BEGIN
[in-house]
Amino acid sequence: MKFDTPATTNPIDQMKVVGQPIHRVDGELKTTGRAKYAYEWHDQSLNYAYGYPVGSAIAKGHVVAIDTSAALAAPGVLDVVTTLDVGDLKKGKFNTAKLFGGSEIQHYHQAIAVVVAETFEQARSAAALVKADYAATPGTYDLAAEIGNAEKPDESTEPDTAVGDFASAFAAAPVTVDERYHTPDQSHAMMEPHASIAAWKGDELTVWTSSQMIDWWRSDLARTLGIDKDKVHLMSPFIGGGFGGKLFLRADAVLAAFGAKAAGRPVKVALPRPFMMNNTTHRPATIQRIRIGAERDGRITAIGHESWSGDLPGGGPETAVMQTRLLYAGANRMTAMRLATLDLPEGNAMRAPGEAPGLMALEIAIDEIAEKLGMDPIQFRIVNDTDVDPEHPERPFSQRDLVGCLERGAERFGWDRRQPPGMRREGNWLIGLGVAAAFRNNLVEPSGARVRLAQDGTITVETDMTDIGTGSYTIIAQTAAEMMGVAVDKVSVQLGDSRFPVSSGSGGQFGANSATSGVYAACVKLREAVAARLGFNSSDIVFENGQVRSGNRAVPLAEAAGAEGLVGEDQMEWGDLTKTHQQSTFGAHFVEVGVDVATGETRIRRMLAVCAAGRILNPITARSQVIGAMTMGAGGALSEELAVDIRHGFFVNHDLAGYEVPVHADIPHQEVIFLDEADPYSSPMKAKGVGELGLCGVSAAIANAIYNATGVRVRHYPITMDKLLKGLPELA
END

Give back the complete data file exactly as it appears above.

[in-house]
Amino acid sequence: MKFDTPATTNPIDQMKVVGQPIHRVDGELKTTGRAKYAYEWHDQSLNYAYGYPVGSAIAKGHVVAIDTSAALAAPGVLDVVTTLDVGDLKKGKFNTAKLFGGSEIQHYHQAIAVVVAETFEQARSAAALVKADYAATPGTYDLAAEIGNAEKPDESTEPDTAVGDFASAFAAAPVTVDERYHTPDQSHAMMEPHASIAAWKGDELTVWTSSQMIDWWRSDLARTLGIDKDKVHLMSPFIGGGFGGKLFLRADAVLAAFGAKAAGRPVKVALPRPFMMNNTTHRPATIQRIRIGAERDGRITAIGHESWSGDLPGGGPETAVMQTRLLYAGANRMTAMRLATLDLPEGNAMRAPGEAPGLMALEIAIDEIAEKLGMDPIQFRIVNDTDVDPEHPERPFSQRDLVGCLERGAERFGWDRRQPPGMRREGNWLIGLGVAAAFRNNLVEPSGARVRLAQDGTITVETDMTDIGTGSYTIIAQTAAEMMGVAVDKVSVQLGDSRFPVSSGSGGQFGANSATSGVYAACVKLREAVAARLGFNSSDIVFENGQVRSGNRAVPLAEAAGAEGLVGEDQMEWGDLTKTHQQSTFGAHFVEVGVDVATGETRIRRMLAVCAAGRILNPITARSQVIGAMTMGAGGALSEELAVDIRHGFFVNHDLAGYEVPVHADIPHQEVIFLDEADPYSSPMKAKGVGELGLCGVSAAIANAIYNATGVRVRHYPITMDKLLKGLPELA